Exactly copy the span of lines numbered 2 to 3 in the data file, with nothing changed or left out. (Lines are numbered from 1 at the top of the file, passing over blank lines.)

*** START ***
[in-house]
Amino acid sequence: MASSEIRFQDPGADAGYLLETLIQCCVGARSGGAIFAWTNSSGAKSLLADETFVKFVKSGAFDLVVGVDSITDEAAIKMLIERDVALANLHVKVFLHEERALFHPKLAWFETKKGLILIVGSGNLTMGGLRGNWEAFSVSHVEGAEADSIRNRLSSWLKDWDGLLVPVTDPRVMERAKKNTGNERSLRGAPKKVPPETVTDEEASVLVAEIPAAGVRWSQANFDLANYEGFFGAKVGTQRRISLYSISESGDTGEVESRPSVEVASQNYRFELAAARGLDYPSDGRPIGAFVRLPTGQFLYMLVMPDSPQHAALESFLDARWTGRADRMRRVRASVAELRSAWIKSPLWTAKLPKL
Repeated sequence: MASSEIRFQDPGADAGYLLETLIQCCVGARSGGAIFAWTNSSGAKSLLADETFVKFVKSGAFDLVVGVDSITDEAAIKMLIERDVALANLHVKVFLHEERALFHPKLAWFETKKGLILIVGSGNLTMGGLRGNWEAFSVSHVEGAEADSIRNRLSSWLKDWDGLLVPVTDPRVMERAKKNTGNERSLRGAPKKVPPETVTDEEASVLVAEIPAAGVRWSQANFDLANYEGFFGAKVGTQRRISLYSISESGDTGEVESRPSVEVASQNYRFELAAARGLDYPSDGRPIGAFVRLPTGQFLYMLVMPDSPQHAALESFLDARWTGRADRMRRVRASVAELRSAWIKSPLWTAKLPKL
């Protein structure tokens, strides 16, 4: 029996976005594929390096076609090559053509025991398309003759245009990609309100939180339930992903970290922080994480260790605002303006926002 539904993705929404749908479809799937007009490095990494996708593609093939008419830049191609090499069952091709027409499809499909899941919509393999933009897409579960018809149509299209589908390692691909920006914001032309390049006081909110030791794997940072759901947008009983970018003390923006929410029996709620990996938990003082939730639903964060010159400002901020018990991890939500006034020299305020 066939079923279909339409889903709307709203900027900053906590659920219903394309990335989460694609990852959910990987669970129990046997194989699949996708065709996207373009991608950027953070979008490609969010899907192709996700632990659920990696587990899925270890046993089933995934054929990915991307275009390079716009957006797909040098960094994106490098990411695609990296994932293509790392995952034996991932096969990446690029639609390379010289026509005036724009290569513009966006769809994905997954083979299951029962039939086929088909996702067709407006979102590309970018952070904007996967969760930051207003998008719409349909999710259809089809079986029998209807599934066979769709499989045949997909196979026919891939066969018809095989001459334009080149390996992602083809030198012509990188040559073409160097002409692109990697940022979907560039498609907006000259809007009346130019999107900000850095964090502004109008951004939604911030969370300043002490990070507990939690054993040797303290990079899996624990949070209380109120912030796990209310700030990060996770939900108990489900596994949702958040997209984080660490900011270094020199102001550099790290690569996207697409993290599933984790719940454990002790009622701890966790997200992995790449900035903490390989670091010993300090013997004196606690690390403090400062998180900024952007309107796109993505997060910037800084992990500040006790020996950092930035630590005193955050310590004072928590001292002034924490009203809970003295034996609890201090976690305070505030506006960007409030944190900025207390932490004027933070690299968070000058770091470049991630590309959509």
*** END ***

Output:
Amino acid sequence: MASSEIRFQDPGADAGYLLETLIQCCVGARSGGAIFAWTNSSGAKSLLADETFVKFVKSGAFDLVVGVDSITDEAAIKMLIERDVALANLHVKVFLHEERALFHPKLAWFETKKGLILIVGSGNLTMGGLRGNWEAFSVSHVEGAEADSIRNRLSSWLKDWDGLLVPVTDPRVMERAKKNTGNERSLRGAPKKVPPETVTDEEASVLVAEIPAAGVRWSQANFDLANYEGFFGAKVGTQRRISLYSISESGDTGEVESRPSVEVASQNYRFELAAARGLDYPSDGRPIGAFVRLPTGQFLYMLVMPDSPQHAALESFLDARWTGRADRMRRVRASVAELRSAWIKSPLWTAKLPKL
Repeated sequence: MASSEIRFQDPGADAGYLLETLIQCCVGARSGGAIFAWTNSSGAKSLLADETFVKFVKSGAFDLVVGVDSITDEAAIKMLIERDVALANLHVKVFLHEERALFHPKLAWFETKKGLILIVGSGNLTMGGLRGNWEAFSVSHVEGAEADSIRNRLSSWLKDWDGLLVPVTDPRVMERAKKNTGNERSLRGAPKKVPPETVTDEEASVLVAEIPAAGVRWSQANFDLANYEGFFGAKVGTQRRISLYSISESGDTGEVESRPSVEVASQNYRFELAAARGLDYPSDGRPIGAFVRLPTGQFLYMLVMPDSPQHAALESFLDARWTGRADRMRRVRASVAELRSAWIKSPLWTAKLPKL